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Borderline Diabetes

Discussion in 'Ask A Question' started by Wendinthewillows, May 13, 2009.

  1. Wendinthewillows

    Wendinthewillows · Member

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    Can some one please tell me more about this, I've been told by my GP that I'm borderline and that I don't need medication. :?:
     
  2. LizzieP

    LizzieP · Well-Known Member

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    hi there,
    could you tell us a little bit more? how did your doc diagnose you as borderline? did he do tests and give you any indication of results? i'm going through the same thing with my husband (we think he's pre-diabetes). did you have a fasting blood glucose test?
    it is true that quite often pre-diabetes (same as borderline?) can be treated with diet and exercise alone (from what I have read).
     
  3. Trinkwasser

    Trinkwasser · Well-Known Member

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    Type 2 is generally a progressive condition

    http://www.phlaunt.com/diabetes/

    however the earlier you start to behave as if you *are* diabetic the less likely you are to reach the diagnostic criteria.

    You really need to get your actual numbers, including blood pressure and lipids as well as BG.
     
  4. 999sugarbabe

    999sugarbabe · Guest

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    I presume borderline to be similar to pre-diabetic. :?:

    I was told 5 or 6 years ago I was pre-diabetic. Didn't take much notice, and certainly didn't alter my lifestyle because of it. :shock:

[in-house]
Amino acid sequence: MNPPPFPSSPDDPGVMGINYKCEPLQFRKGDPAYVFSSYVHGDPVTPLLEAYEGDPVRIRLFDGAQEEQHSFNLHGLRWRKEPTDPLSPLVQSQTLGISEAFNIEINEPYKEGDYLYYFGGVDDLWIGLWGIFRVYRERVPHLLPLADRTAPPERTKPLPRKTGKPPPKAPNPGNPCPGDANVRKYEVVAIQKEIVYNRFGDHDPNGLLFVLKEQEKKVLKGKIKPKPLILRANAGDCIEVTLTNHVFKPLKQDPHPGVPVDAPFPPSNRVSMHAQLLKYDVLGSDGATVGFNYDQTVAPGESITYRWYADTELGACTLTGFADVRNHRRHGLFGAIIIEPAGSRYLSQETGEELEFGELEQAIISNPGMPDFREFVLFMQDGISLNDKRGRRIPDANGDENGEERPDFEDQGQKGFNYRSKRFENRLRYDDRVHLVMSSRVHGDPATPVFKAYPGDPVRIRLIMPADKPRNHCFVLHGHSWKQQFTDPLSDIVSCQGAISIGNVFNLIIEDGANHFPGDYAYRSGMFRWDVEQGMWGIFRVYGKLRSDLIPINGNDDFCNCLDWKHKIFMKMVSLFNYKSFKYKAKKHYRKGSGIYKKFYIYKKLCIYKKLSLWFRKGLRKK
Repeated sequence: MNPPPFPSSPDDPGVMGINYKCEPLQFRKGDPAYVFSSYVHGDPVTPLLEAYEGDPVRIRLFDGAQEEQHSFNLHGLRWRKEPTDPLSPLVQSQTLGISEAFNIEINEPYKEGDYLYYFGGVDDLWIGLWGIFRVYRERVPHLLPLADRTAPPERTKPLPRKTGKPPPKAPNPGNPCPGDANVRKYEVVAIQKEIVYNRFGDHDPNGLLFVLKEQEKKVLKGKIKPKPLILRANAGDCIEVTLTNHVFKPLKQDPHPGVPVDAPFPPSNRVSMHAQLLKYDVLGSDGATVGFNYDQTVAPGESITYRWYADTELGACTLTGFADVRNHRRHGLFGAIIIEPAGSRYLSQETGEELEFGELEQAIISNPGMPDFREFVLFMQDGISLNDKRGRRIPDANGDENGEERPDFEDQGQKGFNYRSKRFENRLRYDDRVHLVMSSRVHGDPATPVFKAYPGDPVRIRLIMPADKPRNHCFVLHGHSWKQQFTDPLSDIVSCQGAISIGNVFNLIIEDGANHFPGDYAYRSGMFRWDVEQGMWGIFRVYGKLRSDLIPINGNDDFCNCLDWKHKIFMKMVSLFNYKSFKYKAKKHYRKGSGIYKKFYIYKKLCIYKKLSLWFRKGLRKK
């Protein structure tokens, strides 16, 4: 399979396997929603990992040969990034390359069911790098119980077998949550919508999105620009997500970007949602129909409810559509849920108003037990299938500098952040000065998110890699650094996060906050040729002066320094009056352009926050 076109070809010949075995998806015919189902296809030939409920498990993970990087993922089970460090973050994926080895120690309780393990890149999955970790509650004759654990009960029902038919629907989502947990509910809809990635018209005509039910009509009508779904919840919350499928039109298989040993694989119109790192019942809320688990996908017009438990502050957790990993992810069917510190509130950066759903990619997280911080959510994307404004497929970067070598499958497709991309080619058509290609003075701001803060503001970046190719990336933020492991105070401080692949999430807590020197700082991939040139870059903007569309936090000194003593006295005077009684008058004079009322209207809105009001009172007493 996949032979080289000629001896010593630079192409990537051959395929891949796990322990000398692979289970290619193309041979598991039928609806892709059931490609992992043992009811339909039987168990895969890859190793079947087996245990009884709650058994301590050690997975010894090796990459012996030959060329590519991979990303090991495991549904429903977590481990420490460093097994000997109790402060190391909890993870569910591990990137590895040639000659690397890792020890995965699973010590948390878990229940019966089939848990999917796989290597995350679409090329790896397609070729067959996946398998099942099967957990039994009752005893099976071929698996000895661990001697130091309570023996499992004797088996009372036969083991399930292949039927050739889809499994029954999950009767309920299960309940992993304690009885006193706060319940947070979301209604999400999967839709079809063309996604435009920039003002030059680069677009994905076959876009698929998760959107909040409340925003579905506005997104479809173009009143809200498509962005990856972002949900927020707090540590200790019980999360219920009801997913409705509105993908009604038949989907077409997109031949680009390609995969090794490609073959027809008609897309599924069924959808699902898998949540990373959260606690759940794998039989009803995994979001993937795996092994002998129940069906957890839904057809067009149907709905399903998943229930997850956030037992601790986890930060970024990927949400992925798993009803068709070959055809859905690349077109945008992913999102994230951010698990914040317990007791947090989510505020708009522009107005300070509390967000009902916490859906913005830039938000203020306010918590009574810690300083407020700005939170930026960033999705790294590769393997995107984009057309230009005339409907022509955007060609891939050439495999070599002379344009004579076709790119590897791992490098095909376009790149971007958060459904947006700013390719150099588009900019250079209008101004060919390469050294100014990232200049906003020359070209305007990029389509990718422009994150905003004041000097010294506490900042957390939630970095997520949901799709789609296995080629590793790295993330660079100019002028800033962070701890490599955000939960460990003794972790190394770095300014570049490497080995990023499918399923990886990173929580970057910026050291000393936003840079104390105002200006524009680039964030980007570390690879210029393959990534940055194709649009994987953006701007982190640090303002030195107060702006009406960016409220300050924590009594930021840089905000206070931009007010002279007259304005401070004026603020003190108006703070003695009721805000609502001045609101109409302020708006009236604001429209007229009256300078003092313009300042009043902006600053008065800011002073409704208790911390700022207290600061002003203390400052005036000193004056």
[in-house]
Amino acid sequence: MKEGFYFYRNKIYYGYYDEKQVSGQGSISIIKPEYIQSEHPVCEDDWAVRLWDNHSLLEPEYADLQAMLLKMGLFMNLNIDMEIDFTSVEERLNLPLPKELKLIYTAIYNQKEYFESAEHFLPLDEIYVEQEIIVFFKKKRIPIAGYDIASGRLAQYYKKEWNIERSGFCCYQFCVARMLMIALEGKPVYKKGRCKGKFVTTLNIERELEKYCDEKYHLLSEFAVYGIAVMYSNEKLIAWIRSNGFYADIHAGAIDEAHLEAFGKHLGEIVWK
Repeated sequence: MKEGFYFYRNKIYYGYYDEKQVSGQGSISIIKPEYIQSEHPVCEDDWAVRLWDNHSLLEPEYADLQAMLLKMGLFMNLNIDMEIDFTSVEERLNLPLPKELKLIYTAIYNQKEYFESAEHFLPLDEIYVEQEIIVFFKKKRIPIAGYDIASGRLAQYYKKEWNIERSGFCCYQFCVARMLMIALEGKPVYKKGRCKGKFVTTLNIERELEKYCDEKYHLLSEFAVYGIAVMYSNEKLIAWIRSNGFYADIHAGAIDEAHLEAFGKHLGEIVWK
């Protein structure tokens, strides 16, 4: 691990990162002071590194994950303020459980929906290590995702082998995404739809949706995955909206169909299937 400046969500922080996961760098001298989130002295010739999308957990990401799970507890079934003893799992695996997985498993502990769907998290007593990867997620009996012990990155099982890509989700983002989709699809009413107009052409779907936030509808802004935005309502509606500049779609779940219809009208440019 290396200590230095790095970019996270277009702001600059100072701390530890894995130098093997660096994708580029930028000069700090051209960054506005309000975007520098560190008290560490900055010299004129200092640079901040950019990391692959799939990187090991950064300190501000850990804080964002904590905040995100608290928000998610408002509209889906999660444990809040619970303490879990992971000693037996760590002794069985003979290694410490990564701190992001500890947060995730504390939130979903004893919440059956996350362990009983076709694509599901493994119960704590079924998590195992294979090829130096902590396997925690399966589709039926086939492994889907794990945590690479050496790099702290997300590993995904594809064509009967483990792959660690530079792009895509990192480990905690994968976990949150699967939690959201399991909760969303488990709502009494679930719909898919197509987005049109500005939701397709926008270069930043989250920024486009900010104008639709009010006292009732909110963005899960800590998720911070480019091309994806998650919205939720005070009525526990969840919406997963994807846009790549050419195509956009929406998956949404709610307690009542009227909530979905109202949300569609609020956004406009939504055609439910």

I and am now T2 on medication, but my numbers aren't too bad. I would describe myself as "on the fringes of diabetes". I haven't come across anything (yet) that causes my test readings to significantly alter, at least not compared to some on this website.
    Maybe I'm just lucky?
    That would be a first! :wink:

    You don't say how the doctor came to this diagnosis? Have you any blood test results?
    :roll:
     
  5. mullaneder

    mullaneder · Well-Known Member

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    when i was diagnosed the diabetic nurse told me i was told that i was type 2 but i was borderline type 1 as i was 38 ,this seemed a bit weird has anyone else been told this :?
     
  6. Dennis

    Dennis Type 2 · Well-Known Member

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    There is a vast difference between type 1 and type 2 diabetes and your nurse's comment seems to indicate that she does not understand this! :roll:
     
  7. mullaneder

    mullaneder · Well-Known Member

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    i worry when i hear things like this exactly how much bad advice is out there ,then you have the question what do you believe and what do you ignore i find the people on this forum a lot better than the so called experts :?
     
  8. Wendinthewillows

    Wendinthewillows · Member

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    Hi all ..
    All that I know is that a fasting blood test, put my sugar levels at 7.1 .. which my Doc told me was borderline and didn't or wouldn't require treatment.. I'm just to watch my diet ... :?:
    I do have a lot of the classic symptoms, blurred vision, excessive night thirst, weight loss, pins & needles and quite severe neuropathic pain... in both legs and occasionaly in my right arm.
     
  9. Dennis

    Dennis Type 2 · Well-Known Member

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    Hi Wendinthewillows

    According to the NHS 24 hour advice website

    A diagnosis of diabetes is made if the level of glucose in the fasting blood sample is over 6.7 mmol/l or the level in plasma is over 7.8 mmol/l and/or the levels in the second sample are 10 mmol/l and 11.1 mmol/l.

    In the US they use a level of greater than 6.9 to indicate diabetes. So, unless your test was a plasma test, with your test showing 7.1 mmol it would appear that your GP has defined his own set of rules and is out of step with the rest of the world. :roll:

    Here is the link to the NHS website if you should wish to challenge him on this.
    http://www.nhs24.com/content/default.as ... ctionID=24